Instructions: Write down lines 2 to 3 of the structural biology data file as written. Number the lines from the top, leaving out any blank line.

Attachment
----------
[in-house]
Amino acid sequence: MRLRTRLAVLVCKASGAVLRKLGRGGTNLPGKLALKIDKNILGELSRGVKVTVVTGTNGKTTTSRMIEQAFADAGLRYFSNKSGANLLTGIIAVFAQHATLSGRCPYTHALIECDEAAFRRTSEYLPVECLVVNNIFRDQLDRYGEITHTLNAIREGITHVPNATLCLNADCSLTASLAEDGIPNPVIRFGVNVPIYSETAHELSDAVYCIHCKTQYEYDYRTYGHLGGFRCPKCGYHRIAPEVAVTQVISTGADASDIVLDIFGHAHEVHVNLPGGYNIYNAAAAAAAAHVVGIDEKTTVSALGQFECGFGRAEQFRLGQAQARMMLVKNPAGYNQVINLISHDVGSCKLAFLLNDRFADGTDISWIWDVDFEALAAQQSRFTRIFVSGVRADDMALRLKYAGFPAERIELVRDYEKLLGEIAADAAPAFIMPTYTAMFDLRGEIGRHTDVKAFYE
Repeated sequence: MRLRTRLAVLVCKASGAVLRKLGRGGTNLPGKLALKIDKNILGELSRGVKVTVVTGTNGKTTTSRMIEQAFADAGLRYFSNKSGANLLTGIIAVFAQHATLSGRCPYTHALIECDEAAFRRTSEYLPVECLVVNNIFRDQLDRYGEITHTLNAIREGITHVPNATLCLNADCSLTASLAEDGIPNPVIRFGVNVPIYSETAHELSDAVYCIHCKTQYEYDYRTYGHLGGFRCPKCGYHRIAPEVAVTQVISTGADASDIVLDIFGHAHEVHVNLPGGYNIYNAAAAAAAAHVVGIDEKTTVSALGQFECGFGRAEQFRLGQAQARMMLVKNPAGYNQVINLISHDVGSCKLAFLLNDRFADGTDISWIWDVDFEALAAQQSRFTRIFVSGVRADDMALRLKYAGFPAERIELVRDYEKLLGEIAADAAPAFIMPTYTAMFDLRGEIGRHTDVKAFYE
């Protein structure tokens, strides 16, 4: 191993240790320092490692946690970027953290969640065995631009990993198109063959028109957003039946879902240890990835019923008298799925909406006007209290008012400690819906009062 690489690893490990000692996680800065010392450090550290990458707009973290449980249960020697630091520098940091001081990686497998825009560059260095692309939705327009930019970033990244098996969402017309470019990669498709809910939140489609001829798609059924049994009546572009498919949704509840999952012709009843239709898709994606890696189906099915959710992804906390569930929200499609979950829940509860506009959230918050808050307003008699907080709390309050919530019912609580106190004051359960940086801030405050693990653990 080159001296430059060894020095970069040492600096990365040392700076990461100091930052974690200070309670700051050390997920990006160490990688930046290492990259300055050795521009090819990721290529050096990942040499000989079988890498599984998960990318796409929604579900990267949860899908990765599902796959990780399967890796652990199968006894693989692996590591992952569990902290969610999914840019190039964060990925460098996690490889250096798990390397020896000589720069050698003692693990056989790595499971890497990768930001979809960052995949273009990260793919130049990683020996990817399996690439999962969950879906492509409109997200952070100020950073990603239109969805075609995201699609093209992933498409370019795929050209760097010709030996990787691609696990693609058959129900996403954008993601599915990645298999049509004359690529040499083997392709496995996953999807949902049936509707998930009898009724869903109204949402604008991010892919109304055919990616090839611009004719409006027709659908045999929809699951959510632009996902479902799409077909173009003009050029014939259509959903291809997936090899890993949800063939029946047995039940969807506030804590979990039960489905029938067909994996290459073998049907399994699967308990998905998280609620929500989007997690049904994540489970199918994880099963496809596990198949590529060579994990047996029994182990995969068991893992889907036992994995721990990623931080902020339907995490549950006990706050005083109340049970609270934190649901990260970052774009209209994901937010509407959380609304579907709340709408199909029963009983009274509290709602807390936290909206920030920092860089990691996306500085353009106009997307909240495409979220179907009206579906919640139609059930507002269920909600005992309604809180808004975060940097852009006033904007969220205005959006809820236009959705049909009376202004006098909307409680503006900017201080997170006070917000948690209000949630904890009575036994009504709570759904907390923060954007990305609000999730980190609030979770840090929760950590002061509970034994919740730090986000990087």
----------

Amino acid sequence: MRLRTRLAVLVCKASGAVLRKLGRGGTNLPGKLALKIDKNILGELSRGVKVTVVTGTNGKTTTSRMIEQAFADAGLRYFSNKSGANLLTGIIAVFAQHATLSGRCPYTHALIECDEAAFRRTSEYLPVECLVVNNIFRDQLDRYGEITHTLNAIREGITHVPNATLCLNADCSLTASLAEDGIPNPVIRFGVNVPIYSETAHELSDAVYCIHCKTQYEYDYRTYGHLGGFRCPKCGYHRIAPEVAVTQVISTGADASDIVLDIFGHAHEVHVNLPGGYNIYNAAAAAAAAHVVGIDEKTTVSALGQFECGFGRAEQFRLGQAQARMMLVKNPAGYNQVINLISHDVGSCKLAFLLNDRFADGTDISWIWDVDFEALAAQQSRFTRIFVSGVRADDMALRLKYAGFPAERIELVRDYEKLLGEIAADAAPAFIMPTYTAMFDLRGEIGRHTDVKAFYE
Repeated sequence: MRLRTRLAVLVCKASGAVLRKLGRGGTNLPGKLALKIDKNILGELSRGVKVTVVTGTNGKTTTSRMIEQAFADAGLRYFSNKSGANLLTGIIAVFAQHATLSGRCPYTHALIECDEAAFRRTSEYLPVECLVVNNIFRDQLDRYGEITHTLNAIREGITHVPNATLCLNADCSLTASLAEDGIPNPVIRFGVNVPIYSETAHELSDAVYCIHCKTQYEYDYRTYGHLGGFRCPKCGYHRIAPEVAVTQVISTGADASDIVLDIFGHAHEVHVNLPGGYNIYNAAAAAAAAHVVGIDEKTTVSALGQFECGFGRAEQFRLGQAQARMMLVKNPAGYNQVINLISHDVGSCKLAFLLNDRFADGTDISWIWDVDFEALAAQQSRFTRIFVSGVRADDMALRLKYAGFPAERIELVRDYEKLLGEIAADAAPAFIMPTYTAMFDLRGEIGRHTDVKAFYE